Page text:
- - Thursday, December 31, 2020

Russia’s recent mass-scale cyber intelligence operation, targeting multiple government agencies, corporations and think tanks, was a catastrophic event.

The Russians compromised vital U.S. infrastructure, defense and technology industries, and critical government agencies, such as the Departments of Homeland Security, Defense, State, Energy and Treasury. The attackers exhibited highly sophisticated tradecraft, exceptional operational stealth, and extreme patience and determination. 

What very few Americans realize is that this is but a single page out of Russian President Vladimir Putin’s war plan for defeating America. The success of this operation resulted from a failure to recognize the systemic Russian threat to the United States and treat it with the seriousness it requires. While the American leadership class is focused on the long-range threat from China and fantasies about Mr. Putin deputizing President Trump as a secret agent, the present and ongoing danger from the Kremlin is frighteningly minimized.

A close reading of unclassified, often highly technical, Russian-language sources has convinced me that Russia expects eventual war with the United States and is preparing for it. 

We have heard a lot from various U.S. leaders in the past few years about Russia’s cyber warfare prowess. Former CIA and NSA Director Michael Hayden called Mr. Putin’s intervention in 2016 presidential elections the “most successful covert influence campaign in the history of covert influence campaigns.”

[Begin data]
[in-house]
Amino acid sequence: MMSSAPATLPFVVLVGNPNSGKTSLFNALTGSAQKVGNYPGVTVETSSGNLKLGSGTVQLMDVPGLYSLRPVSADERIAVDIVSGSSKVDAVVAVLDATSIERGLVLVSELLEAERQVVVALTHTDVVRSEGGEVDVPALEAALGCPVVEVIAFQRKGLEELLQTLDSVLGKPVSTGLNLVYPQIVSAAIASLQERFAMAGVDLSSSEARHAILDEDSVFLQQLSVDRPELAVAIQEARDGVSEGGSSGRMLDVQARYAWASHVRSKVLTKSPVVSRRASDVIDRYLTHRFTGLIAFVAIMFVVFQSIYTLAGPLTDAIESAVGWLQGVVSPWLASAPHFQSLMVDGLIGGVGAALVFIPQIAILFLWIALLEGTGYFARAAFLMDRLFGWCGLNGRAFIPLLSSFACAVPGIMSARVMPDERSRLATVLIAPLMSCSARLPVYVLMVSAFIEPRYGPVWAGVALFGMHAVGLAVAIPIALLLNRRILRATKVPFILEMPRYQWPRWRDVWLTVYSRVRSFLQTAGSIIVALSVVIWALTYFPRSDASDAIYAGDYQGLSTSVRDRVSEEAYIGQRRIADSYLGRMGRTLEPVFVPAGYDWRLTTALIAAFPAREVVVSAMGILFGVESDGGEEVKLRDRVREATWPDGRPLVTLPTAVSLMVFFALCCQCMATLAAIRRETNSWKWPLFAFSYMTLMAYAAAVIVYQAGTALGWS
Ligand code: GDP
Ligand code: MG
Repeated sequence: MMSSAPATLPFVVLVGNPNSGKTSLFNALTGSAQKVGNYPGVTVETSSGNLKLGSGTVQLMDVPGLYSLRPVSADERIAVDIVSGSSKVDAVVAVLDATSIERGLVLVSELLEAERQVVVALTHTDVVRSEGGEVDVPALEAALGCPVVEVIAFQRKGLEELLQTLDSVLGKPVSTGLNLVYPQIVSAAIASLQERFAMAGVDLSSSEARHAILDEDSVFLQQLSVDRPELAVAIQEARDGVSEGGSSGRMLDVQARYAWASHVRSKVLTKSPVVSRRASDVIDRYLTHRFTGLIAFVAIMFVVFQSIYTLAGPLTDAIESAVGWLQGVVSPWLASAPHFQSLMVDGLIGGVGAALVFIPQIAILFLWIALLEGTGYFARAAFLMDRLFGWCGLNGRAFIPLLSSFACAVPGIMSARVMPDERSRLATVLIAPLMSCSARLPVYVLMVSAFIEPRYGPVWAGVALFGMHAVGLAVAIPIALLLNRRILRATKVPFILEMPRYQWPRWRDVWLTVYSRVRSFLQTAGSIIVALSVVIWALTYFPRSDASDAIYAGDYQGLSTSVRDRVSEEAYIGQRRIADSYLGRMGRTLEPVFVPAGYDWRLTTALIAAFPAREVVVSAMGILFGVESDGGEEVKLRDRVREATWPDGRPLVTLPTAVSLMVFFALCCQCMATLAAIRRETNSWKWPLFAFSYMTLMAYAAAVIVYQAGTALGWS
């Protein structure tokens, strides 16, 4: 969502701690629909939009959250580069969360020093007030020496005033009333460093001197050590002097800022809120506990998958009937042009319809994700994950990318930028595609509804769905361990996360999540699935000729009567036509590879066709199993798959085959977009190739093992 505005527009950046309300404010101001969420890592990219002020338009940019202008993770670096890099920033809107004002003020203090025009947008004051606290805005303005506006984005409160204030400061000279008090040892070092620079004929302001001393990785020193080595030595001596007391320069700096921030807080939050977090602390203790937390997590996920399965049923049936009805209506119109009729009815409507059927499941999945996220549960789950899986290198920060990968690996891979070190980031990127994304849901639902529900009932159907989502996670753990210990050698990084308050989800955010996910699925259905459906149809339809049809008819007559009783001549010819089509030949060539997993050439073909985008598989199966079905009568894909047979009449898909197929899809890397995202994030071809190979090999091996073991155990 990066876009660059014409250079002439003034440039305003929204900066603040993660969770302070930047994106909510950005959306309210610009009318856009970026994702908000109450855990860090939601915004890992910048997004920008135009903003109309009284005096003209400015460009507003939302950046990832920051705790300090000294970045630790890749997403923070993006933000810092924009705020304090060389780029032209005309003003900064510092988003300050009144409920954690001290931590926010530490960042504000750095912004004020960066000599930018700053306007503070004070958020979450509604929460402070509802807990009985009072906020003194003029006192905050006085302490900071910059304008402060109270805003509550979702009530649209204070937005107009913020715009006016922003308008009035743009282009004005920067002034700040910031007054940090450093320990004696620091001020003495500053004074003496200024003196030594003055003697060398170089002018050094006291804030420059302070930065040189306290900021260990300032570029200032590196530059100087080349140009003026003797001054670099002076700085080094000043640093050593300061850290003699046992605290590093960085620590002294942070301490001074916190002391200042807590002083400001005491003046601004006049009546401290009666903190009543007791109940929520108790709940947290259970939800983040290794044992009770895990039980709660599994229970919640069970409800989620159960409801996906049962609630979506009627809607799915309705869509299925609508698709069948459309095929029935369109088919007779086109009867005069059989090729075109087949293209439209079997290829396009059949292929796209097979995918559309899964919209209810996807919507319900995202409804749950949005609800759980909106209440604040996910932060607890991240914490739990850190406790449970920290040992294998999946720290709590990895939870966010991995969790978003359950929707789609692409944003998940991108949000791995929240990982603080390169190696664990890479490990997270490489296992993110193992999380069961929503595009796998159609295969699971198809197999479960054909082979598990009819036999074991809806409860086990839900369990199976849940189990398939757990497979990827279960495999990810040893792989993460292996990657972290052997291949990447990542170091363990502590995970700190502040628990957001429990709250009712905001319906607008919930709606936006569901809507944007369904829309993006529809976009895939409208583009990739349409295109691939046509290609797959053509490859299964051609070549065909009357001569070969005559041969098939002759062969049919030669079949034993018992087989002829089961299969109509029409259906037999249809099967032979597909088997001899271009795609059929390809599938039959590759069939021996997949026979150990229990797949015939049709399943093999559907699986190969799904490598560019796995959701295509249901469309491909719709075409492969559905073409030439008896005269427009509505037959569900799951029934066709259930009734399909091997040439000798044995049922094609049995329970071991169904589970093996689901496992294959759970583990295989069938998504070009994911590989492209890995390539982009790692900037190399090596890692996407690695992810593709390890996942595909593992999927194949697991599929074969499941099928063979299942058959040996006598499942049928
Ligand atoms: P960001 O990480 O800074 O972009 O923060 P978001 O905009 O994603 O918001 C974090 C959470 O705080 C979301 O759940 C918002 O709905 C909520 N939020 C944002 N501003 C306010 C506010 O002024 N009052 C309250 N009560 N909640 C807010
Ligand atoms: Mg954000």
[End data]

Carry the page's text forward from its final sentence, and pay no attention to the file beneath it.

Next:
Former head of the U.S. European Combatant Command, Gen. Philip Breedlove, referring to Moscow’s skillful employment of cyber operations during Mr. Putin’s invasion of Ukraine, marveled at “the most amazing information warfare blitzkrieg … in the history of information warfare.”

But despite billions of dollars spent annually on defense, intelligence and cybersecurity, the feds have achieved little by way of securing the homeland from cyber threats. Moscow continues to “trojanize” U.S. government and corporate systems at will. 

To counter the threat from Mr. Putin’s Russia, including from its extraordinarily powerful cyber warfare doctrine, one must first understand the threat and acknowledge that it exists. Intelligence plays a critical role in this, but America’s spooks keep getting caught off guard by Mr. Putin, again and again.

The 9/11 Commission, in the aftermath of the 2001 terrorist attacks on our homeland, faulted the Intelligence Community (IC) for its inability to “connect the dots.” It concluded that although our nation was “shocked” by these grave attacks, they “should not have come as a surprise.” Islamist extremists “had given plenty of warning that they meant to kill Americans indiscriminately and in large numbers,“ according the commission’s report.

Similarly, there have been plenty of warning signs that Russia has been mobilizing for a future war with the United States. Mr. Putin’s military planners and defense technologists are developing doctrines, weapons and non-military “special” capabilities that they believe will ensure Moscow’s victory. 

Failing to connect to dots, the U.S. national security establishment treats Russia’s various anti-American actions as random machinations against Washington, with no specific purpose. The opposite is true.